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Rails for Zombies - Learn Rails from the comfort of your browser (railsforzombies.org)
336 points by trevorturk on Nov 18, 2010 | hide | past | favorite | 57 comments

This is a wonderful idea. Every time I try to get someone started with Rails, I sent them to the Rails Guides and warn them that "getting Rails up and running in the hardest part." Being able to have someone jump straight into videos and interactive prompts from their browser is going to be so much better...

getting rails up and running was for me the big dealbreaker when i first looked at it 5+ years ago. this is an excellent idea by gregg and the gang at envylabs though

Rails is very easy to set up. Easier than any other software for programmers I've used.

1. Install Ruby with your package manager or with the installer for Windows (that's just download, next next next, done).

2. In your terminal: `gem install rails`

You had a good experience. Lots of people don't. Getting the environment set up took me hours, and I'm a programmer. First I installed Ruby with my distro's package manager. Then I followed the instructions in the book and installed gem from the RubyGems website. Uhoh, not supposed to do that anymore, Ruby comes with a different version of gem. The new Rails website tells me I need a different version of Ruby, the one my distro installed doesn't work with Rails 3. Remove Ruby, try to remove the rubygems-I-shouldn't-install-myself, start over. Install the latest Ruby, then rails from the gem. Try to install some gems I will need, they won't compile. Ruby was compiled without support for some library. Go find, compile and install that library, then recompile Ruby with that feature (after researching how to compile specific libraries into it), and retry installing the gem. OK, on to the next gem, which needs another missing library. How did Ruby even compile if all these necessary libraries weren't there? Continue like this for hours until I finally have Rails and the few gems I'll need working and can see the default page on a web server.

Simply following your two step instructions on any of my servers would not create a working RoR setup.

That's really a comment about your distro, not about Ruby or Rails. It /should/ be as simple as installing Ruby, then `gem install rails`. If it's not then something is broken with your distro's package.

mac osx, same amount of bullshit. its great when it works, sometimes it just doesnt and you have to do random shit to make it work.

Rails has been bundled with the developer tools for MacOSX since 10.5 - I admit that it was a bit annoying if you were compiling Ruby yourself in days prior.

Right - my issue was with the MySQL gem. The entire system is great because you can type

"gem install mysql" or whatever and it just works.

But the issue comes in when it doesn't work, which it didn't for me. It took hours of debugging. MAMP gets me up and running in < 5 minutes. A proper LAMP setup takes me < 10 minutes. I'm failing to see the advantage of Rails (at least from a setup standpoint) when it works perfectly most of the time, but fails so hard.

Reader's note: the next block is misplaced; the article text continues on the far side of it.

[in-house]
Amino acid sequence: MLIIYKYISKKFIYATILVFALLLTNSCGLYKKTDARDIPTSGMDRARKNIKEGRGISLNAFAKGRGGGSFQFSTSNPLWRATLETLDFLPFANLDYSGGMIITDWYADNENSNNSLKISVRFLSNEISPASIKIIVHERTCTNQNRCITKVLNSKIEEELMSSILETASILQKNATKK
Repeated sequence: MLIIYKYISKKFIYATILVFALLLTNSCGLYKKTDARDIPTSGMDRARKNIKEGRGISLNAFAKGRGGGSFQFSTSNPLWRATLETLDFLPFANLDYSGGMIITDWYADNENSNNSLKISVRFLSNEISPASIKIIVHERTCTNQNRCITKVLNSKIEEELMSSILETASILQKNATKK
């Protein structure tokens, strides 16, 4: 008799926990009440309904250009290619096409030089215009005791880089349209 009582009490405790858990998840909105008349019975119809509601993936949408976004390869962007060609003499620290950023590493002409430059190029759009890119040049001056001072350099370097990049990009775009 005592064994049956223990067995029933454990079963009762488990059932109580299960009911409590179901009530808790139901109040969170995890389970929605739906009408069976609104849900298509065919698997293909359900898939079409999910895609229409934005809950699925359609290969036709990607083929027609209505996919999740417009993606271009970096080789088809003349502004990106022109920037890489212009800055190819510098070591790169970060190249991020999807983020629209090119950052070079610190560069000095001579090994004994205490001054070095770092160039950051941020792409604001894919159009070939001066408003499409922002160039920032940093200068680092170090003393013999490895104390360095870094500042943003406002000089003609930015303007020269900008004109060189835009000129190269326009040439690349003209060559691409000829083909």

For years, this was the most common interchange in #rubyonrails:

- I can't get rubygems to work.

- You've used a Linux package manager to install Ruby haven't you? Don't, it's broken. Uninstall it and re-install from source.

Then follows a discussion about how the person with the problem doesn't want to do that, and the other people telling him fine, suit yourself.

The person with the problem continues to try to solve this problem some other way, but in the end either follows the previous recommendation, or stops messing with Ruby altogether.

Nowadays, Linux package managers offers the option of installing the "full" Ruby distribution, which is great, but I wonder why anyone would ever want to install the partial broken one. I don't even know if the "full" one works. :-/

I found Homebrew really helped out on the Mac.

I've had my problems with rails installations, but they were generally in trying to get specific rails code working- not getting a teaching instance up.

Let me guess.... debian?

Everywhere else it's totally sane.

Ironically enough, I've never ever had any problems with setting up a rails stack in Debian. Not my cup of tea distro, but some people I work with swear by it. I guess it has to do with all the stuff I do and preset when creating an image to base servers of.

Nevertheless, I've found Ruby and Rails easy to install in any machine I've tried them in (A LOT), and I guess that for less Unix inclined users it might get a bit complicated along the way.

I've helped a number of people "get started with Rails" over the years, and I've had to help every single one of them get their environment set up properly.

I think there's tremendous value in this kind of site. If someone comes up to you and says "how can I get started with Rails?" now you can just point them to this site and tell them to get in touch when they've finished the tutorials. Then you can help them set up their environment properly ;)

Exactly what I was thinking. I'm barely starting with rails. On Mac all I did was:

gem install rails; rails new hello_world; rails s

Then I watched the damage on localhost:3000

Rails has been fantastic. I'm a designer — I don't really have a background in programming — but rails has been incredibly accessible. It makes a lot of sense to me.

I just installed RoR on a clean Ubuntu install and it wasn't easy at all.

First, I had to install rvm (Rails wouldn't install with Ubuntu's Ruby packages) which took some time to figure out. Then I tried installing Rails and got some problem related to sqlite3. I then figured out that I had to install the sqlite3-ruby gem. Of course it didn't work. I found out I had to install the libsqlite3-dev package.

The whole process took a good 30-60min.

It's probably a fluke on your setup. What package manager did you use that didn't work? Are you a Unix/Linux type of guy? Most people that aren't have hard time installing any *nix based development environment. I mean, you got an error telling you there was not sqlite3 and you tried the gem and no dice, it's pretty obvious what to do if you're familiar with any Linux. To be fair though, I believe there's no mention of you needing sqlite3 on the download instructions on the main download site, which ultimately leads to confusion.

I'm not trying to sound aggressive or anything, but I think that this type of issue is more related to to using some outdated or excessively complicated guides on the internet that always leave something out, in comparison being hard to get ror up and running.